Time Warner beat Wall Street’s expectations in the first quarter thanks to strong performances at premium cable network HBO, the Warner Bros film studio and the popularity of the college basketball tournament.
Net income rose 17 per cent to $1.4bn, or $1.80 a share, from $1.2bn, or $1.51 a share, a year ago. Excluding some items including costs related to its pending merger with AT&T, adjusted earnings of $1.66 a share beat analysts’ estimates of $1.45.
Revenue increased 6 per cent to $7.7bn from $7.3bn a year ago, ahead of estimates of $7.66bn.
“We’re off to a strong start to 2017, as we continue to benefit from the investments we’re making in the best content while also developing new revenue streams that will drive growth and meet consumer demand for great experiences built around their favourite programming and brands,” said Jeff Bewkes, chief executive.
Time Warner is in the middle of being acquired for $85bn by AT&T, which is looking to reinvent itself into a media and entertainment company. Mr Bewkes said the company was “on track” to complete the deal before the end of the year.
The company reported revenue gains across its divisions.
At Turner, home of cable channels including CNN, TBS and TNT, and the biggest contributor to Time Warner’s operating profits, revenue rose 6 per cent to $3.1bn. Increases in the affiliate fees pay-television operators pay to carry Turner channels, growth at Turner’s international networks, and higher licensing sales drove the increase.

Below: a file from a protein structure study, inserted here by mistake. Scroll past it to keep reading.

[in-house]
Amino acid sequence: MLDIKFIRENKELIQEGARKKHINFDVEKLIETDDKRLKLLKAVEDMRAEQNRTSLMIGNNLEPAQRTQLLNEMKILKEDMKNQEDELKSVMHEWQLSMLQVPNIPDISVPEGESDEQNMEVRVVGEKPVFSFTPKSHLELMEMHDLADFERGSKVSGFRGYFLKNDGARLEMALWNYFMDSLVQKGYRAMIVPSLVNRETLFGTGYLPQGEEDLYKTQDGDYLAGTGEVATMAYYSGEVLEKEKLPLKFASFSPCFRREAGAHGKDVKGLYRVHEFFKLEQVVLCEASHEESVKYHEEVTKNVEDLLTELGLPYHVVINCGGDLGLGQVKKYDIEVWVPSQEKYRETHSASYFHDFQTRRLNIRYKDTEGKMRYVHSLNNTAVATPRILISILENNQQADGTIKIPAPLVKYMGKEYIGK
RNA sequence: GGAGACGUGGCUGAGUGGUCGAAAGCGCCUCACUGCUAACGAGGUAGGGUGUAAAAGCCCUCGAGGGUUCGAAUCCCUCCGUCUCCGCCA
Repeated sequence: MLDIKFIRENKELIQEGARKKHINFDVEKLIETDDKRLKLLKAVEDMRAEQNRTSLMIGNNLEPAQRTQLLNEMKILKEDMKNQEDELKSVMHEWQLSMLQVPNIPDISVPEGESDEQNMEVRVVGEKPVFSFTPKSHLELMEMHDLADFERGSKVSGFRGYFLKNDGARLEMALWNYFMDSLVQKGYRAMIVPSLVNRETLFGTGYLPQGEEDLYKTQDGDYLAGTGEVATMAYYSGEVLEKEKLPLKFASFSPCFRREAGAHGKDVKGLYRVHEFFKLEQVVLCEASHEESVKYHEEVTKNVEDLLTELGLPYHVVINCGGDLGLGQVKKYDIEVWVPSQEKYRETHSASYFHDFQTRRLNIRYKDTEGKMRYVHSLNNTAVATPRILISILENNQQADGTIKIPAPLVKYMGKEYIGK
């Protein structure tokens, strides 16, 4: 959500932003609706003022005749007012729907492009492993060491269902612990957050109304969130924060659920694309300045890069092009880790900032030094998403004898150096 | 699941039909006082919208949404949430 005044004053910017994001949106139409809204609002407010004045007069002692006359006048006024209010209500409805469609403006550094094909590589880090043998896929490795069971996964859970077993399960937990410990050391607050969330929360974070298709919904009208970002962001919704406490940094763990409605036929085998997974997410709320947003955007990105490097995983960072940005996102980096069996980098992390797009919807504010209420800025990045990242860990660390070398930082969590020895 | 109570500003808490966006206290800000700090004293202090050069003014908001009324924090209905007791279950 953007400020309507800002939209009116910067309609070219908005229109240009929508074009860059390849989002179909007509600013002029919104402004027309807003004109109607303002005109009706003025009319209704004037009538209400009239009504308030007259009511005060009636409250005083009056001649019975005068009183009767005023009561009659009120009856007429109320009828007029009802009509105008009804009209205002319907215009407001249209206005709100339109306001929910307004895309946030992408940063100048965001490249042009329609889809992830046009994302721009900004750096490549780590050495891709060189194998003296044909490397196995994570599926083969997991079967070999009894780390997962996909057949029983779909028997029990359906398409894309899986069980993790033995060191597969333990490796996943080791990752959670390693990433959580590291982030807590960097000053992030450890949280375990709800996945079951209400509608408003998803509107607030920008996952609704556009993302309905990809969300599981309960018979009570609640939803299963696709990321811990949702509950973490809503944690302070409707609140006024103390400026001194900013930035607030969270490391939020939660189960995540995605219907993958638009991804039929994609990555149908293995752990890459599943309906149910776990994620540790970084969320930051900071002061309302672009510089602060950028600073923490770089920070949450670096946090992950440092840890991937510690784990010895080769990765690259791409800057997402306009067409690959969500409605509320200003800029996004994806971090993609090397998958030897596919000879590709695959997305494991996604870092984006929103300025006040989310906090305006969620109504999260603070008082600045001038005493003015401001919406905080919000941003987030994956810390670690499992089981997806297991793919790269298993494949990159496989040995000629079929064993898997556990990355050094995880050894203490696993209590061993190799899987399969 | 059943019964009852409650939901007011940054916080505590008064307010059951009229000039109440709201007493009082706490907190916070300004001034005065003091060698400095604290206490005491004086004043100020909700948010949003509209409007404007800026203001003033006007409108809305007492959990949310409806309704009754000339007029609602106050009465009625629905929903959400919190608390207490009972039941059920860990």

However, the company said it had lost US subscribers as some Americans “cut the cord” on pricey cable packages. Advertising revenues at the Turner channels dropped 2 per cent. CNN, which had a record year in 2016, thanks to the US presidential election, was bright spot, recording ratings gains that powered it to its most-watched first quarter in 14 years.
The increase in Turner’s revenues was offset by higher programming expenses, mainly due to its renewed agreement with the National Basketball Association. Operating income fell 6 per cent to $1.2bn.
At HBO, the premium cable channel, revenue rose 4 per cent to $1.6bn on subscriber gains and higher prices. Operating income rose 22 per cent to $583m. Time Warner said the popularity of Big Little Lies, Last Week Tonight with John Oliver and the final season of Girls helped draw viewers.
Revenue was up 8 per cent to $3.4bn at Warner Bros, boosted by the box office success of The Lego Batman Movie and Kong: Skull Island. Operating income rose 15 per cent to $488m.